Rescuers announced Tuesday that they were able to transport a camera to the 41 workers stranded for ten days in India in a tunnel under construction which collapsed, men who would be “safe”, but whose rescue in the Indian Himalayas turns out to be complex.
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A video released by local authorities shows these men, whose beards have grown, duly helmeted and apparently in good health, gathering around the camera, in the vast cavity where they managed to find refuge.
“We will get you out safely, don’t worry,” insists an audible voice on the soundtrack of this video.
The camera was routed along an enlarged emergency pipe, with a diameter of 15 centimeters, through which it is now possible to deliver hot meals to them.
The workers have been stuck underground since November 12, when the tunnel they were building partially collapsed, without causing any casualties, near the city of Dehradun in northern India, in the Himalayan state. of Uttarakhand.
Thanks to a first narrow pipe, put in place urgently, the emergency services were able to very quickly provide them with oxygen, water, food and means of radio communication, removing concerns about their immediate survival.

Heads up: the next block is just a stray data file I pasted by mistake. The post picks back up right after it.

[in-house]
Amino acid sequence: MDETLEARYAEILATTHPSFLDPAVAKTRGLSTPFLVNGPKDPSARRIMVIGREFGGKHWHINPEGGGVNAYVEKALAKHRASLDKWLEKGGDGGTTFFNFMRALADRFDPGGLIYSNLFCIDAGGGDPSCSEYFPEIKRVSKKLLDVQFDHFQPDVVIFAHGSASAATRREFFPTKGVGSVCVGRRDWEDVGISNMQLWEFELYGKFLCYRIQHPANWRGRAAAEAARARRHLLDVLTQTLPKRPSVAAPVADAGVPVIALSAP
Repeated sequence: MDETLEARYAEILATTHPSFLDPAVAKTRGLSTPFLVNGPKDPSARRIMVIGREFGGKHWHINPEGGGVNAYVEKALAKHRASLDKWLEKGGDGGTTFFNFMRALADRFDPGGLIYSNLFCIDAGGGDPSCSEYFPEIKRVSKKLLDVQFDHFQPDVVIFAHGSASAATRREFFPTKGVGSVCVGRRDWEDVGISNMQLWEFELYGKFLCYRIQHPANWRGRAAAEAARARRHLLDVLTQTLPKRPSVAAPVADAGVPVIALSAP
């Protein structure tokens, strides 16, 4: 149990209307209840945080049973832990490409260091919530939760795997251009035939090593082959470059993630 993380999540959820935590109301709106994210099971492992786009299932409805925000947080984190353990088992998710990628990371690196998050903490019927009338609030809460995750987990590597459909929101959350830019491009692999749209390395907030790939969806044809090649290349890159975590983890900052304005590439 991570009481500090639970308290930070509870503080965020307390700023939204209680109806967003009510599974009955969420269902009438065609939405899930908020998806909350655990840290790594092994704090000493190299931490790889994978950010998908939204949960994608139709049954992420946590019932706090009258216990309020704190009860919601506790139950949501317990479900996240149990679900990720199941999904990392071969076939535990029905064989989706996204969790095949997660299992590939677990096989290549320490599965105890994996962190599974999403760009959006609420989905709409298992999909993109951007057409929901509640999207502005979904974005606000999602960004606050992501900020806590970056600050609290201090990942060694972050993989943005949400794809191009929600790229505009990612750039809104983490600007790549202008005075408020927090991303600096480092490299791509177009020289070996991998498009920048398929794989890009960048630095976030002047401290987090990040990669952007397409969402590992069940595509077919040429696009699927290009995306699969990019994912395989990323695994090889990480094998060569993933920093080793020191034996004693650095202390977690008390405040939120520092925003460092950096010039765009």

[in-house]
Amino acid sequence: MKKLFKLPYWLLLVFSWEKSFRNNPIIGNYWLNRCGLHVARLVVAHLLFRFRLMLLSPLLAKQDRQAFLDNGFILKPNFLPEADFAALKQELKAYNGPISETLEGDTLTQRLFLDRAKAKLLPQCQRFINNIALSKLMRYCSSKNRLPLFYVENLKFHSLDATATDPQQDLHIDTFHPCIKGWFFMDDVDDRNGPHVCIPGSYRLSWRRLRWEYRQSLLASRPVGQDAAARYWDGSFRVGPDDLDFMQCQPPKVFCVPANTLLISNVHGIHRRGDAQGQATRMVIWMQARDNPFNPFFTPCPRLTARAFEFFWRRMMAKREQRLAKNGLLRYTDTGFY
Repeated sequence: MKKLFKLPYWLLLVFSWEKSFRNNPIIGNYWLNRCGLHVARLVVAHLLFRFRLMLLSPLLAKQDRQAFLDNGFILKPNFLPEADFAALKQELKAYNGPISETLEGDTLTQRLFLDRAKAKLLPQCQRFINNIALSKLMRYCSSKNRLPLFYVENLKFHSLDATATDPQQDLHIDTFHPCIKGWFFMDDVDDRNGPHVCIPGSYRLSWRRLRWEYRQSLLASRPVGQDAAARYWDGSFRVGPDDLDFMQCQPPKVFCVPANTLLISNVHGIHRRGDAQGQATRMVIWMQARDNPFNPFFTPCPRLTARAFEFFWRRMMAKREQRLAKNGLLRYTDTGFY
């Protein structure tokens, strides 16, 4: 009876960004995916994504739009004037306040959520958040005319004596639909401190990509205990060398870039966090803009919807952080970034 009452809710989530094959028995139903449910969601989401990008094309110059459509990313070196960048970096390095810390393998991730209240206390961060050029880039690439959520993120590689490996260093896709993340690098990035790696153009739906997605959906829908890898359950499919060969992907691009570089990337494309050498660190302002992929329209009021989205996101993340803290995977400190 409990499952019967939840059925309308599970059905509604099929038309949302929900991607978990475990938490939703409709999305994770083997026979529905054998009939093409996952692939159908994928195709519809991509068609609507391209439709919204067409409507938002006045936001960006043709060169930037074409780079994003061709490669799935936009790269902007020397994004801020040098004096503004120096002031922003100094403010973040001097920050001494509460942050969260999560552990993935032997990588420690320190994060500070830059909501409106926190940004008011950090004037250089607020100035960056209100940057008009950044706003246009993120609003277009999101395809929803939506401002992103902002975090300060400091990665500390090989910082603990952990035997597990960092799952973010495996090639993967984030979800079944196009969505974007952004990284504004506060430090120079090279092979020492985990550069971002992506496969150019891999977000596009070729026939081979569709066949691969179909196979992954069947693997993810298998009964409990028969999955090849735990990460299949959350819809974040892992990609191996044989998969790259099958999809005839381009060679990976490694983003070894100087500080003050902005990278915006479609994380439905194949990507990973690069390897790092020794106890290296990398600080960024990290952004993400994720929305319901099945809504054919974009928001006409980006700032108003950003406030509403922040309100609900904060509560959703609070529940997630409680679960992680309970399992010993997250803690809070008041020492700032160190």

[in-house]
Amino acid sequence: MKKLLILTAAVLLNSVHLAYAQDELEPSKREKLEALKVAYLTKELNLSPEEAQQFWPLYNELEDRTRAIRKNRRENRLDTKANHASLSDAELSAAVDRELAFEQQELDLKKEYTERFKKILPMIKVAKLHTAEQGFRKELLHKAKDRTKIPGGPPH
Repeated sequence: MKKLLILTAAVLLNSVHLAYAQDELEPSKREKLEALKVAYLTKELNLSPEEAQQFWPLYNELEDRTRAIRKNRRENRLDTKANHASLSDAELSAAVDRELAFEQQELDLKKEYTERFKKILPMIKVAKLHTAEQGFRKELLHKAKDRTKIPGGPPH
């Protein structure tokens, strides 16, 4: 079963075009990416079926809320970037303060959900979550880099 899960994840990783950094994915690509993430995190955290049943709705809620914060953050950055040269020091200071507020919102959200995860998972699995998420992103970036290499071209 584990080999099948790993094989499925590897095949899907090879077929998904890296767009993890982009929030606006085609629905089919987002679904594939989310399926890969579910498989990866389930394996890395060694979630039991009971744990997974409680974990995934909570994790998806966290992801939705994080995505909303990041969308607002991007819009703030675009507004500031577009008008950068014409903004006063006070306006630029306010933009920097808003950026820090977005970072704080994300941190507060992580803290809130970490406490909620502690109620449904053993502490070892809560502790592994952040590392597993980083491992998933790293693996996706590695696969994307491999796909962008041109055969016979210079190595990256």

But the construction of an emergency conduit to extract the workers had to be interrupted on Friday, for fear of causing new landslides.
On Saturday, an official indicated that it was now planned to dig an 89 meter shaft to try to get these workers out at the top.
But this alternative also poses the risk of landslides and a third option is being studied, according to Indian media: drilling a conduit from the other end of the tunnel, through the still intact rock, over 450 meters.
“We are doing everything in our power to get them out soon safely,” said Pushkar Singh Dhami, leader of the state of Uttarakhand, assuring in a statement that “all workers are completely safe “.
Mr. Dhami said that Prime Minister Narendra Modi, with whom he spoke, had ordered that the rescue be a “top priority”.
Among the foreign experts mobilized, Arnold Dix, president of the International Association of Tunnels and Underground Spaces, wants to be reassuring. “These 41 men will return home,” he told the Press Trust of India. “When exactly? I’m not too sure,” he admitted, however.
The construction of this tunnel is part of the infrastructure work launched by the Indian Prime Minister, in particular to improve access to strategic areas located on the border of the great Chinese rival.
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